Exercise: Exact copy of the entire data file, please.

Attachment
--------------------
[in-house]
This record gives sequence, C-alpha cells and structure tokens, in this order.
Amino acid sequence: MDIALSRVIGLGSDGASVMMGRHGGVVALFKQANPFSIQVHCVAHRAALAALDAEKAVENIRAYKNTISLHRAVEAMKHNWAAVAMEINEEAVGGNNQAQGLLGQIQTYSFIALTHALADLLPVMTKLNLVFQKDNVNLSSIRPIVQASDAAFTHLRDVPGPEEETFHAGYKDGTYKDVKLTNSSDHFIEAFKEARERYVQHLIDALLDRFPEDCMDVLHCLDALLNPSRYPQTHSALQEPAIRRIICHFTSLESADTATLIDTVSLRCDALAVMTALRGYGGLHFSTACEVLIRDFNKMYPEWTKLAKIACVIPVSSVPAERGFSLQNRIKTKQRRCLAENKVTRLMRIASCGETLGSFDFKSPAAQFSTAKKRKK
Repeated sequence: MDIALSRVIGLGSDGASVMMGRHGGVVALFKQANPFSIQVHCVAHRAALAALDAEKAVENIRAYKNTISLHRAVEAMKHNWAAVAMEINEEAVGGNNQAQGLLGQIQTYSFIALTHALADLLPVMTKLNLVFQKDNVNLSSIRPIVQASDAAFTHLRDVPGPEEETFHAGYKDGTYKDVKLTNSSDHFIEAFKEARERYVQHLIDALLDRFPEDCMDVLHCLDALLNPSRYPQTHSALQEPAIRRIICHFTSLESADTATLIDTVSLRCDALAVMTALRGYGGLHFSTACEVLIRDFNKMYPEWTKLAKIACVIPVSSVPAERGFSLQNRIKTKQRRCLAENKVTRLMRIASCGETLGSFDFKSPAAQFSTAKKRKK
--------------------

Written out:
[in-house]
This record gives sequence, C-alpha cells and structure tokens, in this order.
Amino acid sequence: MDIALSRVIGLGSDGASVMMGRHGGVVALFKQANPFSIQVHCVAHRAALAALDAEKAVENIRAYKNTISLHRAVEAMKHNWAAVAMEINEEAVGGNNQAQGLLGQIQTYSFIALTHALADLLPVMTKLNLVFQKDNVNLSSIRPIVQASDAAFTHLRDVPGPEEETFHAGYKDGTYKDVKLTNSSDHFIEAFKEARERYVQHLIDALLDRFPEDCMDVLHCLDALLNPSRYPQTHSALQEPAIRRIICHFTSLESADTATLIDTVSLRCDALAVMTALRGYGGLHFSTACEVLIRDFNKMYPEWTKLAKIACVIPVSSVPAERGFSLQNRIKTKQRRCLAENKVTRLMRIASCGETLGSFDFKSPAAQFSTAKKRKK
Repeated sequence: MDIALSRVIGLGSDGASVMMGRHGGVVALFKQANPFSIQVHCVAHRAALAALDAEKAVENIRAYKNTISLHRAVEAMKHNWAAVAMEINEEAVGGNNQAQGLLGQIQTYSFIALTHALADLLPVMTKLNLVFQKDNVNLSSIRPIVQASDAAFTHLRDVPGPEEETFHAGYKDGTYKDVKLTNSSDHFIEAFKEARERYVQHLIDALLDRFPEDCMDVLHCLDALLNPSRYPQTHSALQEPAIRRIICHFTSLESADTATLIDTVSLRCDALAVMTALRGYGGLHFSTACEVLIRDFNKMYPEWTKLAKIACVIPVSSVPAERGFSLQNRIKTKQRRCLAENKVTRLMRIASCGETLGSFDFKSPAAQFSTAKKRKK